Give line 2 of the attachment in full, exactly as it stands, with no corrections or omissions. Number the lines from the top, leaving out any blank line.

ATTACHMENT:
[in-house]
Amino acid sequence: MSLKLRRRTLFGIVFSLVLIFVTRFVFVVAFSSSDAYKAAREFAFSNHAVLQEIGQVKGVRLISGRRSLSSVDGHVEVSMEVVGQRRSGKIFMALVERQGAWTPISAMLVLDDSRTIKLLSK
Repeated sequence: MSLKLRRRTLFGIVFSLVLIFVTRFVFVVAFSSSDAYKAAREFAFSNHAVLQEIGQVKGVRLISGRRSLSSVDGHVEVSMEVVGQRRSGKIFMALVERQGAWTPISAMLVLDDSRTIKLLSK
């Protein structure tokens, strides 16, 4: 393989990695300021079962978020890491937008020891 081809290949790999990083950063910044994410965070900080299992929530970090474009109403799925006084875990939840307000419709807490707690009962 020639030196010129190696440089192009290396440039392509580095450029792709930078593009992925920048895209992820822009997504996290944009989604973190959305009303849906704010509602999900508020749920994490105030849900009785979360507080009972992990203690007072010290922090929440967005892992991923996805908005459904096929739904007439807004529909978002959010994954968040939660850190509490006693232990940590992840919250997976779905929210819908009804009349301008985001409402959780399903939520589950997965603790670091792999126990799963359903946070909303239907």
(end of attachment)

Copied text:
Amino acid sequence: MSLKLRRRTLFGIVFSLVLIFVTRFVFVVAFSSSDAYKAAREFAFSNHAVLQEIGQVKGVRLISGRRSLSSVDGHVEVSMEVVGQRRSGKIFMALVERQGAWTPISAMLVLDDSRTIKLLSK